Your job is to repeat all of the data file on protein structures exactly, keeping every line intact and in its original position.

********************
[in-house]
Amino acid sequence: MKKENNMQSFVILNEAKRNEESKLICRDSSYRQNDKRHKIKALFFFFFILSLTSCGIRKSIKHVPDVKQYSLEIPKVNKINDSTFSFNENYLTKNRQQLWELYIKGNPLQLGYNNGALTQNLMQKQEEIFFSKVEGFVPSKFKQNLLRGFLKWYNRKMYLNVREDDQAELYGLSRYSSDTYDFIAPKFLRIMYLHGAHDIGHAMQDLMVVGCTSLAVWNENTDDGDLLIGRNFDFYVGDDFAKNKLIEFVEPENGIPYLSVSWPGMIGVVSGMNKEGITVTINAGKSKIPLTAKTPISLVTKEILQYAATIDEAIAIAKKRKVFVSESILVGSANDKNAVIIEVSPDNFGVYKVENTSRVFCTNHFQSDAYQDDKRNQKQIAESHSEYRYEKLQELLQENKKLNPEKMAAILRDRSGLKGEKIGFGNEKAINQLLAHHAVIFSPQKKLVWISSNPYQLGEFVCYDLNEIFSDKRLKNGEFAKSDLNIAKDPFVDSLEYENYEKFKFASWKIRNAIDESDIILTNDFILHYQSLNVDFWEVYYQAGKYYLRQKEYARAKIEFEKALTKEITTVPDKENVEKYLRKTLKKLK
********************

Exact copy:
[in-house]
Amino acid sequence: MKKENNMQSFVILNEAKRNEESKLICRDSSYRQNDKRHKIKALFFFFFILSLTSCGIRKSIKHVPDVKQYSLEIPKVNKINDSTFSFNENYLTKNRQQLWELYIKGNPLQLGYNNGALTQNLMQKQEEIFFSKVEGFVPSKFKQNLLRGFLKWYNRKMYLNVREDDQAELYGLSRYSSDTYDFIAPKFLRIMYLHGAHDIGHAMQDLMVVGCTSLAVWNENTDDGDLLIGRNFDFYVGDDFAKNKLIEFVEPENGIPYLSVSWPGMIGVVSGMNKEGITVTINAGKSKIPLTAKTPISLVTKEILQYAATIDEAIAIAKKRKVFVSESILVGSANDKNAVIIEVSPDNFGVYKVENTSRVFCTNHFQSDAYQDDKRNQKQIAESHSEYRYEKLQELLQENKKLNPEKMAAILRDRSGLKGEKIGFGNEKAINQLLAHHAVIFSPQKKLVWISSNPYQLGEFVCYDLNEIFSDKRLKNGEFAKSDLNIAKDPFVDSLEYENYEKFKFASWKIRNAIDESDIILTNDFILHYQSLNVDFWEVYYQAGKYYLRQKEYARAKIEFEKALTKEITTVPDKENVEKYLRKTLKKLK